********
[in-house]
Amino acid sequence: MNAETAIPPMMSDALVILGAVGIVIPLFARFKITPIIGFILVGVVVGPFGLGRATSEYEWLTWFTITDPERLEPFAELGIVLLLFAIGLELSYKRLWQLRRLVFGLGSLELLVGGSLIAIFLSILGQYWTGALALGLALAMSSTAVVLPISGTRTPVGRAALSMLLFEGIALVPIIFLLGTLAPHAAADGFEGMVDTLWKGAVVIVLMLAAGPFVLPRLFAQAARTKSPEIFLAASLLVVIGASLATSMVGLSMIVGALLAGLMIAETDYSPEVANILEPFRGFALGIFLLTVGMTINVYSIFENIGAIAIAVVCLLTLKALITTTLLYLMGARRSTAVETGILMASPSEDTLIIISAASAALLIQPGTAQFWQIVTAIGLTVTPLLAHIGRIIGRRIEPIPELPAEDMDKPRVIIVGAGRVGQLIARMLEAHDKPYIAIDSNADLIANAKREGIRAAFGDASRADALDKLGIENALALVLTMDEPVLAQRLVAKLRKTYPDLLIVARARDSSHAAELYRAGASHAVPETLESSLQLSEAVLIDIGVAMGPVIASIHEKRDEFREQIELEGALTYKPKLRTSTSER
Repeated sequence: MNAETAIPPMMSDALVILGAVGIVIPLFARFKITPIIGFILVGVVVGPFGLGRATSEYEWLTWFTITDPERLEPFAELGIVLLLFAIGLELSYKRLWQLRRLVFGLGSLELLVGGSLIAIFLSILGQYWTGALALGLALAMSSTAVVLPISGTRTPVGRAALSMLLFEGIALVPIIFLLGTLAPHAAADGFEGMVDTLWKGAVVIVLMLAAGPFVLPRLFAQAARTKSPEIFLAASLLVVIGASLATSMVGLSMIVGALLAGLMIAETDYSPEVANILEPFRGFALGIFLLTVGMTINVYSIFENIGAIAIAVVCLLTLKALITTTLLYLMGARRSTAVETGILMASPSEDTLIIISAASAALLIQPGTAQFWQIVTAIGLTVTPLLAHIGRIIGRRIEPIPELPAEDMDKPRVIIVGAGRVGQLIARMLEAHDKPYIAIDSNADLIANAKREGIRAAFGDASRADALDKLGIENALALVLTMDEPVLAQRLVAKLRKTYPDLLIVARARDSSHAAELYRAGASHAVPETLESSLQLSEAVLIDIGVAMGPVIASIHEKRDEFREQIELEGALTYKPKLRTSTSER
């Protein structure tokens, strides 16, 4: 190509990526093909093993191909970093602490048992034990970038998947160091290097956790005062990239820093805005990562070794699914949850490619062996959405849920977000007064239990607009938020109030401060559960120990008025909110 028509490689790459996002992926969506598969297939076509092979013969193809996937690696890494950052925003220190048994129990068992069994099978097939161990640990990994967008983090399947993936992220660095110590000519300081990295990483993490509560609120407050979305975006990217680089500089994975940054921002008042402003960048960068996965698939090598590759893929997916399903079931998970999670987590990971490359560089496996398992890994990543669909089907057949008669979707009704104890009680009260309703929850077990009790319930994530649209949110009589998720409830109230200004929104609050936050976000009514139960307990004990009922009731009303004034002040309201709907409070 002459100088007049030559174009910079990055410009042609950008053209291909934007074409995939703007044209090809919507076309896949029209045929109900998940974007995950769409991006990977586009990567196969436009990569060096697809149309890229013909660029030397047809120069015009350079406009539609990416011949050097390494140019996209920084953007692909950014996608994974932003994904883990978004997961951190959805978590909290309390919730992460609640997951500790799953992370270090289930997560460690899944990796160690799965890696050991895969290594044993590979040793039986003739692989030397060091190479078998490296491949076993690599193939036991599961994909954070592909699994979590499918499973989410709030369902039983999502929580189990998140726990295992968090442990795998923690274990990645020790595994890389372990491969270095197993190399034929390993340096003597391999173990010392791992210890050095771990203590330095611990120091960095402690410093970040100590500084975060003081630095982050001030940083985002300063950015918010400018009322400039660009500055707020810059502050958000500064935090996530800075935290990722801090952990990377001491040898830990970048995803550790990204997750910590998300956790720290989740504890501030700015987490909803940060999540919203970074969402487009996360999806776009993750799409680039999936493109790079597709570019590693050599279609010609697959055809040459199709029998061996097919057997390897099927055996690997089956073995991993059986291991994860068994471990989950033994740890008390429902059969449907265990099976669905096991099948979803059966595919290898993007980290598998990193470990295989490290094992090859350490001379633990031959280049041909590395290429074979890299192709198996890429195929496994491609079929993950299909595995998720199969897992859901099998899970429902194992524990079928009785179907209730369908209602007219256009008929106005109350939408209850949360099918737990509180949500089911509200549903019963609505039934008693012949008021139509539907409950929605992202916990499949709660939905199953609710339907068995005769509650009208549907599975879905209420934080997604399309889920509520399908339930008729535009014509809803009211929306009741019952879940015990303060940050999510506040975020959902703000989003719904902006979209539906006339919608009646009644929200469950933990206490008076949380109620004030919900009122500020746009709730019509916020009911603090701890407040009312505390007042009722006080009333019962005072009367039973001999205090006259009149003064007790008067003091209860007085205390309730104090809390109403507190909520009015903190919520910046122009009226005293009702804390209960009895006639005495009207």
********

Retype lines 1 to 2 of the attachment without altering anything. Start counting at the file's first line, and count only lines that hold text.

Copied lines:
[in-house]
Amino acid sequence: MNAETAIPPMMSDALVILGAVGIVIPLFARFKITPIIGFILVGVVVGPFGLGRATSEYEWLTWFTITDPERLEPFAELGIVLLLFAIGLELSYKRLWQLRRLVFGLGSLELLVGGSLIAIFLSILGQYWTGALALGLALAMSSTAVVLPISGTRTPVGRAALSMLLFEGIALVPIIFLLGTLAPHAAADGFEGMVDTLWKGAVVIVLMLAAGPFVLPRLFAQAARTKSPEIFLAASLLVVIGASLATSMVGLSMIVGALLAGLMIAETDYSPEVANILEPFRGFALGIFLLTVGMTINVYSIFENIGAIAIAVVCLLTLKALITTTLLYLMGARRSTAVETGILMASPSEDTLIIISAASAALLIQPGTAQFWQIVTAIGLTVTPLLAHIGRIIGRRIEPIPELPAEDMDKPRVIIVGAGRVGQLIARMLEAHDKPYIAIDSNADLIANAKREGIRAAFGDASRADALDKLGIENALALVLTMDEPVLAQRLVAKLRKTYPDLLIVARARDSSHAAELYRAGASHAVPETLESSLQLSEAVLIDIGVAMGPVIASIHEKRDEFREQIELEGALTYKPKLRTSTSER